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30 September 2009
Dr Julian Allwood and his son
Last day at school
The Royal Academy of Engineering offers Global Research Awards to support engineering academics to spend a period working abroad. This is a well funded scheme, with a high rate of funding success, but so far only one application has been made from Cambridge. Jaq Saggers talked to Julian Allwood about his experience of the award.
In the five years prior to applying for this award, Julian had been building up a research group in Cambridge exploring the possibility that computer control can be substituted for fixed tooling in metal forming processes. He knew what he wanted to spend his sabbatical year working on, and there are many universities where Incremental Sheet Metal Forming is being developed. He decided he would like to go to the University of Palermo in Sicily.
It was a one off chance to take his family overseas as his children were aged 8, 7 and 5 and as sabbaticals happen every 7 years by the next one, one of his daughters will be taking her GCSEs.
Julian applied to the Leverhulme sabbatical fund but was unsuccessful. He applied for the Global Research Award the Christmas before they went, and the money was awarded by the following Easter, 6 months before they left. Julian was awarded £35K half of which was for personal use half to fund a structured set of visits to leading Universities and Companies across Europe working on flexible metal forming technologies.
His hosts at the University of Palermo helped to find him a school for his children which worked out very well and which Julian feels was the key to the trip being a success. Unfortunately the children's school places in Cambridge were not held open, (this is the norm if a child is away for more than 6 weeks) so his children are now at another school, but Julian feels this is a minor inconvenience and that the trip was such a positive experience for the children, the benefits far out weigh any of the disadvantages. His hosts also helped with the other logistics like finding a place to live in Palermo. Julian and his family rented out their house here in Cambridge.
Julian's wife is a GP who had been working part-time since having the children, she was able to give up her job and was able to find part-time locum work when they returned.
Julian arrived with his family in Palermo on 1st September 2006 and departed on 31st July 2007. His visit was hosted by Professor Fabrizio Micari at the Dipartimento di Tecnologica Meccanica, at the University of Palermo. Professor Micari is one of the two leading Italian professors of metal forming, and is also currently president of the Italian Manufacturing Association AITEM. Like Julian, he works on Incremental Sheet Forming, and has wide experience of work in metal forming.
Julian says "This was my first sabbatical, and I was surprised how email put me more closely in contact with my ongoing activities in Cambridge than I’d anticipated. This had many benefits – I secured two new contracts for research projects in the area of flexible forming during the year, both leading to recruitment of new PhD students who have now started – but it also took more time than I would have hoped, up to two days per week. As a result, I worked longer hours than I had intended, in order to complete the planned programme of work. In fact, with the many visits that were part of the programme, and a few return trips to Cambridge to see my research students (whom I otherwise contacted regularly by “Skype”), the year was significantly more busy than I had expected.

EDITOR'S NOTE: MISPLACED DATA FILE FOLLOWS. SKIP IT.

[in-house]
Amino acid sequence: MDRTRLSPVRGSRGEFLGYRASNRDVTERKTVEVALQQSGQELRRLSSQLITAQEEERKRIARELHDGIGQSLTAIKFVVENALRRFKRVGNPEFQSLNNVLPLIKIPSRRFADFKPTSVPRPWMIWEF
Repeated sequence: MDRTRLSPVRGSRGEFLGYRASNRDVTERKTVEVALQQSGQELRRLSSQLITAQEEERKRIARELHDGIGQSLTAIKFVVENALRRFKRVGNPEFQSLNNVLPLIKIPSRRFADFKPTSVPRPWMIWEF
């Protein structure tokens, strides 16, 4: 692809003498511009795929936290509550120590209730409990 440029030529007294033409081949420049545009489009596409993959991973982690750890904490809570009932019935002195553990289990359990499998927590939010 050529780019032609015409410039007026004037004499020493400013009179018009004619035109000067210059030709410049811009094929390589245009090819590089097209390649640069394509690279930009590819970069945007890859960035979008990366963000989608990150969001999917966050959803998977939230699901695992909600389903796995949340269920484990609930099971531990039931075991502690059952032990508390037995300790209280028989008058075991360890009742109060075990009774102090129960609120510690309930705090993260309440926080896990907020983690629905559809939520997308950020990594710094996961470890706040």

"My family had a wonderful year - staying continuously in Palermo, despite my various trips away. In particular my three young children attended an excellent local school, where only Italian was spoken, and had a very positive experience. For the first 6 months, they worked hard on the language – they were set two hours of homework per day, six days per week, but it took longer with the need for translation. However, by February/March they were in effect “fluent” within their own age-group (and much more competent with the language than my wife or me!) and were then fully absorbed in the school’s activities. The Italians are famously fond of children, and my own thrived in the supportive and caring environment in which they found themselves.
"A feature of the Southern Italian style of working – the “Mediterranean Way” as they call it – is a much higher degree of uncertainty about planning than I am used to. Although this is to some extent a cultural cliché, it meant that some of the plans made before the year did not develop, but equally, other opportunities emerged. I visited fewer companies than I’d intended within Italy, but more universities (my hosts were keen that we should make as many visits as possible to Italian universities, and accompanied me in most instances.) However, having earnt some speaker fees giving seminars, I was able to extend the original travel plans to include time in Slovenia, Denmark and Poland, and a return visit to Padova, and this gave other opportunities for company visits. In fact, the travel component of the grant had two unexpected consequences: in June I was appointed joint editor-in-chief of the Journal of Materials Processing Technology, which is the central journal to the area in which I work; in August I was elected secretary to the Scientific Technical Committee on Forming of the CIRP – the leading metal forming academic society – which will lead to me becoming its chairman in six years time. Both of these appointments were made by the ‘community’ of metal forming academics, and as I understand it, are a direct result of the visits I made during this year.
More information on the Global Research Award can be found on the Royal Academy of Engineering's website
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